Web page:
TEMPLE, Texas (KWTX) A 1-year-old Temple girl whom police found dead in September in a home along with the body of her 2-year-old brother died of neglect, a preliminary autopsy report says.
The report lists the manner of the girl’s death as homicide.
Officers found the bodies of Terric Boyd, 2, and Janea Boyd, 1, on Sept. 30 in the home at West Avenue P and South 35th Street, along with their mother, Terrikah Haynes, 37, who was conscious, but unresponsive and two girls, ages 4 and 6, who were placed in the custody of Child Protective Services.
Results of the autopsy on Terric Boyd were still pending Tuesday.
Haynes was arrested on Oct. 16 and remains in the Bell County Jail in lieu of bonds totaling $150,000 charged with two counts of child endangerment, according to online records.
She turned 37 on Monday.
Photos that KWTX obtained from a person close to the family who asked not to be named, show clothing strewn about throughout the house, an overturned stroller, and an overturned bed.
One photo, that appears to have been taken inside of Haynes’ bedroom shows trash, clothing and books strewn out and a mattress with a large stain on it.
The photos support police accounts of what they found after they obtained a search warrant following the discovery of the bodies of the two children.
“Officers observed that the home did not have electricity or running water. There was also no food or fluids in the home for consumption,” Temple police spokesman Cody Weems said.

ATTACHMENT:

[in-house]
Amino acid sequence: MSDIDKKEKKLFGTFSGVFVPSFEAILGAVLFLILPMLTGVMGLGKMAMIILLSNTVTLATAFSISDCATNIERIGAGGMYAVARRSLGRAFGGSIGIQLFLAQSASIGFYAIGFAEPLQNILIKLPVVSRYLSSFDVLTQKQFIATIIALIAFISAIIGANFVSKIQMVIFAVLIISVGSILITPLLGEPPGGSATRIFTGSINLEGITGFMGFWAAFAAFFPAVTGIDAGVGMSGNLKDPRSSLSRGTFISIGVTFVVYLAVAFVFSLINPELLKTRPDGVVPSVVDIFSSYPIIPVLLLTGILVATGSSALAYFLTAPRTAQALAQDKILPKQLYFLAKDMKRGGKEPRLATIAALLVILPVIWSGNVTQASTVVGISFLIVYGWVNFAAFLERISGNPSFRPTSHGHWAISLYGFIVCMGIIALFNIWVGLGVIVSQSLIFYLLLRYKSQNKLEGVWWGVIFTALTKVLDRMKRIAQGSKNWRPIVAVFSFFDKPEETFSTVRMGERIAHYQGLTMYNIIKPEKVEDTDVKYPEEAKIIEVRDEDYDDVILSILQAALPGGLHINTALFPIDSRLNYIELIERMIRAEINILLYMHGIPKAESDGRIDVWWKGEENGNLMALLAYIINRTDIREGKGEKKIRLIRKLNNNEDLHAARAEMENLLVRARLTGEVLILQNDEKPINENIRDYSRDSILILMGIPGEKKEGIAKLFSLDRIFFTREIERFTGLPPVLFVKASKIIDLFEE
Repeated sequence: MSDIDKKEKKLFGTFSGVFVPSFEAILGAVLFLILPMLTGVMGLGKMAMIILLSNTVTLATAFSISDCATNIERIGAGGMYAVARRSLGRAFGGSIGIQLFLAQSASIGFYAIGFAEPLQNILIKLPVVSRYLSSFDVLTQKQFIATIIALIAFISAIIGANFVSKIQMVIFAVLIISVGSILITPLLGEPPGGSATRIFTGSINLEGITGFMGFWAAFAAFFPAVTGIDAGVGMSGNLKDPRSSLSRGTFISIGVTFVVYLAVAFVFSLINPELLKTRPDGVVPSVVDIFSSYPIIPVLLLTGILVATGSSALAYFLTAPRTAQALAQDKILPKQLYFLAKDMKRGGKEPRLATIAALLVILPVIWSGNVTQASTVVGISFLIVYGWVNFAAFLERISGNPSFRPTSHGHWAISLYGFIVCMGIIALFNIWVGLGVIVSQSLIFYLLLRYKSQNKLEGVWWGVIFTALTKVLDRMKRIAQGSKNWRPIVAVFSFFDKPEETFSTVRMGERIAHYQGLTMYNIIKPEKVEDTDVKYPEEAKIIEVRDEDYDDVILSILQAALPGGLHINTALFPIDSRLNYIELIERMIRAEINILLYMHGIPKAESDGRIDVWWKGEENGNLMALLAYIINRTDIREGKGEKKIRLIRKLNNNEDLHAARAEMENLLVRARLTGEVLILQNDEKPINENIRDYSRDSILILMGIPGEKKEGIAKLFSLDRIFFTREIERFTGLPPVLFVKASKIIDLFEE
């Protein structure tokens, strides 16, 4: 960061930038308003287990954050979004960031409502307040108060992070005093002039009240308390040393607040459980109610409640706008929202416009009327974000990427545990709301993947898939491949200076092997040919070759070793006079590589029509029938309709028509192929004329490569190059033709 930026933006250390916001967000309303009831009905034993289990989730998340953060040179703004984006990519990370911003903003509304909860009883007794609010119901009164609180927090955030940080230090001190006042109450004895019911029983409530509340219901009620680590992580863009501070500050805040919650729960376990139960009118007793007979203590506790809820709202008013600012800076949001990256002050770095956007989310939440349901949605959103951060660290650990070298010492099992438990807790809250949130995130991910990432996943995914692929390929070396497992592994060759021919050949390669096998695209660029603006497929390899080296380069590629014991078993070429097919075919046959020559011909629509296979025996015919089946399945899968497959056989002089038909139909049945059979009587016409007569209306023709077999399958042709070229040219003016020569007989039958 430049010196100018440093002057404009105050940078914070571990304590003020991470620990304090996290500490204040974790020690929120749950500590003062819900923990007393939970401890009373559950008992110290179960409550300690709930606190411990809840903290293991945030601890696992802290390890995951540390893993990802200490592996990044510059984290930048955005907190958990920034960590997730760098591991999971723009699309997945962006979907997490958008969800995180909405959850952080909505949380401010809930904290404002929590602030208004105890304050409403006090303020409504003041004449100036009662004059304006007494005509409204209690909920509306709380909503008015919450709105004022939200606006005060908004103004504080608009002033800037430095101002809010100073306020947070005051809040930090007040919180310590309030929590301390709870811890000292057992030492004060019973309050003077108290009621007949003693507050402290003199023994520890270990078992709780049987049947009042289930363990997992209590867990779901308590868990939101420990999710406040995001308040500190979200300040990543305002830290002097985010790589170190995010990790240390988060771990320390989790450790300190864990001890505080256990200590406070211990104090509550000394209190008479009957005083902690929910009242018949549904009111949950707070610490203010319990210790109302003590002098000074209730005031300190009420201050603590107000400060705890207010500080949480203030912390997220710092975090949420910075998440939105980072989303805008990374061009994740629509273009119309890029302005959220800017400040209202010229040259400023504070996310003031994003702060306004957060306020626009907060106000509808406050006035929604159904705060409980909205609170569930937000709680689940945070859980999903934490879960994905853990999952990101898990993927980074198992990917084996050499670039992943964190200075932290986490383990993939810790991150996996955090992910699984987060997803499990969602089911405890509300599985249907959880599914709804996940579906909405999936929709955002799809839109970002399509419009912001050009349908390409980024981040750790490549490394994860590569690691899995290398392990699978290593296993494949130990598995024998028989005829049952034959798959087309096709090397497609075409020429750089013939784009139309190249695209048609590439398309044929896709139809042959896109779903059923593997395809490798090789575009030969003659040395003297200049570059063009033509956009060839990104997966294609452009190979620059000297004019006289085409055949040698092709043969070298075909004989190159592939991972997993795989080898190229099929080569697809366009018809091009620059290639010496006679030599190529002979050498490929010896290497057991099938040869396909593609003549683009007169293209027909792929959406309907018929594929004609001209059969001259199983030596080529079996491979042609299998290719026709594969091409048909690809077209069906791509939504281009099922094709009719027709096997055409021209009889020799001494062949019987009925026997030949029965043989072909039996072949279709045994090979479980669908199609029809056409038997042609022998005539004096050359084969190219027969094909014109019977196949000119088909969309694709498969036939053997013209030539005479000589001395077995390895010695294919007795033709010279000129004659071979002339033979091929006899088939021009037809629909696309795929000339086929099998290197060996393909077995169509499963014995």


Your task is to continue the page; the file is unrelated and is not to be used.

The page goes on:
The officers who found the children on Sept. 30 determined that the house had neither electricity nor running water and that water service had been disconnected on Sept. 3, an arrest warrant affidavit says.
They did not find any fluids in the house the children could drink, but did find empty 2-liter bottles of soda and empty juice boxes on the floor in various rooms, the affidavit said.
“The only food in the home was a few bags of dried beans and uncooked rice with no way to cook or prepare the beans or rice,” the affidavit says.
The temperature inside the house was 86 degrees, the affidavit said.
“The toilet was accessible, but there was no way to get rid of the waste and the bathtub did not appear to have any recent signs of use and had coffee beans in (it),” the affidavit said.
The children were found dead after Salvation Army employees, who were working with the family, went to the home at around 11:30 a.m. on Sept. 30 to do a welfare check, got no response and then called police.
The two officers who answered the call discovered that “the safety bolts were locked from inside the house” and got no response when they knocked at both the front and rear doors, the affidavit says.
One officer looked into a bedroom window “and smelled the odor of decay,” the affidavit says.
The officers found another bedroom window whose glass “had been broken out from the inside,” and when they removed the screen and shade found “a very young child” who “appeared very frightened and was on the ground by an adult female who was on the floor.”
One officer entered the house through the window and moved the two young girls “to a safe distance” and then checked on the woman, identified as Haynes.
She “was conscious, would not speak and her pupils appeared dilated,” the affidavit says.
Officers found the two younger children dead.
The two girls, who were taken to McLane Children’s Hospital, were “wearing clothing that had the odor of decay and trash and….appeared hungry and thirsty.”
The two children “described living on ‘fruit snacks,’” the affidavit says.
The children appeared to have been dead for some time, police said.
Haynes was taken to Scott & White Medical Center.
She appeared to be in a catatonic state, an officer said earlier.